The Superior Entry lighthouse is for sale. It is one of three lighthouses being auctioned off by the U.S. General Services Administration as part of the National Historic Lighthouse Preservation Act.
An online auction for the Superior lighthouse began July 10 with a minimum bid of $10,000 required. As of Thursday, July 18, there had been one bid for the Superior structure, which is more than 100 years old. No ending date has been set.
Construction of the lighthouse began in 1911. It replaced a temporary light used since the November 1905 Mataafa Storm washed away an earlier light. Its light was first lit in 1913 and automated in 1970.
The lighthouse encompasses five stories: a basement, a two-story main area with living quarters and a light tower surmounted by a lantern. Following the sale, the light would continue to serve as an active navigation aid and remain the property of the U.S. Coast Guard, which will maintain an easement to service it.
Because the lighthouse sits at the end of U.S. Army Corps of Engineers breakwater, a lease from the Corps would be required to determine what can and can’t be transported to the structure.
There are limitations on what the lighthouse could be used for. The area is zoned suburban, which restricts owners to 11 possible uses, including a home, community building, seasonal cabin, church or educational institution. But a minimum of 5 acres is needed to develop suburban property, according to the city planning department.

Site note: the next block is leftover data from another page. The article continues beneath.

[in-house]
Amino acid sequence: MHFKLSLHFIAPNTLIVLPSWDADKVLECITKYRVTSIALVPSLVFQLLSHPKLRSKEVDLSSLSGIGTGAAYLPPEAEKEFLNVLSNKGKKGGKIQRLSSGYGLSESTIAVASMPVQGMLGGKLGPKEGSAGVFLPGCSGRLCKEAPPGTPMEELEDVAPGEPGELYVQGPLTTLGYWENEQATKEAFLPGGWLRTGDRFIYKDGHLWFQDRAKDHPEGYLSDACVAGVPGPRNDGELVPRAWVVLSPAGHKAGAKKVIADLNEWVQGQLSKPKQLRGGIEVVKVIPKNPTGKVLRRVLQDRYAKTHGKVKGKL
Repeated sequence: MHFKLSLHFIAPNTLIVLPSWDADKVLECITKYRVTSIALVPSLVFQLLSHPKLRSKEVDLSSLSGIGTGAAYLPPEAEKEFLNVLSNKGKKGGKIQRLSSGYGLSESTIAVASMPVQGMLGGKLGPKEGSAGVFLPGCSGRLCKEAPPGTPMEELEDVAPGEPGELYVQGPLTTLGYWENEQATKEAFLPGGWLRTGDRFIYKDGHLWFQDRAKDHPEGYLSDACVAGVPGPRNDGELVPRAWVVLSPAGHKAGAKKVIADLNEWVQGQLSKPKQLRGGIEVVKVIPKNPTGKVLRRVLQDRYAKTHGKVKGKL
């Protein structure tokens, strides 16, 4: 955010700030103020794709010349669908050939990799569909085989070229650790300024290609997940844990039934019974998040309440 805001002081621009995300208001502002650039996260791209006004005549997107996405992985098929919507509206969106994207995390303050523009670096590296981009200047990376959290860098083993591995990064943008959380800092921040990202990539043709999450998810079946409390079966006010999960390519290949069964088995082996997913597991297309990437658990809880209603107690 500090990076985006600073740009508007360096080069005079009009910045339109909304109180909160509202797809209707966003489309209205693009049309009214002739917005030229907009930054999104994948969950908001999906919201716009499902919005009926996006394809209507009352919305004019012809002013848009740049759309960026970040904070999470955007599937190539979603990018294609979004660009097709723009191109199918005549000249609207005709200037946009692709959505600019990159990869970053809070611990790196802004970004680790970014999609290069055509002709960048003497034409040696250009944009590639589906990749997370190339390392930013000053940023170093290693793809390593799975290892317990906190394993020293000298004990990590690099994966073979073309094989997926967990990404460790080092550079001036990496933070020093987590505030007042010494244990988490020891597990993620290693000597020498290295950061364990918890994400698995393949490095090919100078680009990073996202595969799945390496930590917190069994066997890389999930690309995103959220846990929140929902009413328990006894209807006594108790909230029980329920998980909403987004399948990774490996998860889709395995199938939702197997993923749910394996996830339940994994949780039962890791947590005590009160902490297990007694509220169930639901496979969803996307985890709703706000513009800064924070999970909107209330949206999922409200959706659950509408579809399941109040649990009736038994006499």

Wisconsin’s Public Trust Doctrine for structures on filled lands within navigable waterways narrows those options down even further. Generally, such sites must be used for marine commerce or public recreational purposes.
“In my view, this lighthouse couldn’t be used as a house,” said Superior Economic Development, Planning and Port Director Jason Serck. “It couldn’t be used as pretty much anything than what it is today.”
And the lighthouse is on Wisconsin Point, which is closed to traffic, parking and camping between the hours of 11 p.m. and 4 a.m.
“There’s a lot of limitations on what you can do in an area like that,” Serck said. “You would hope the buyer would be informed and would ask questions before they would actually purchase it of what they can and can’t do with it.”
In addition, the new owner would be required to maintain the light to the Secretary of the Interior’s standards for historic preservation.
The Superior Entry Lighthouse was up for grabs once before. In 2013, the federal government offered the historic structure free to any eligible entity or nonprofit for educational, recreational, cultural or historic preservation purposes. There were no takers.
In addition to the Superior lighthouse, the Poe Reef Lighthouse 6 miles east of Cheboygan, Michigan, and the Ontonagon Breakwater Light on Michigan's Upper Peninsula are also being auctioned. Those sales began June 20 with starting bids of $50,000 and $5,000, respectively.
The National Historic Lighthouse Preservation Act has sold or transferred 139 lighthouses out of federal ownership since it began in 2000, finding new owners for the historic structures. Visit realestatesales.gov for additional information or to place a bid.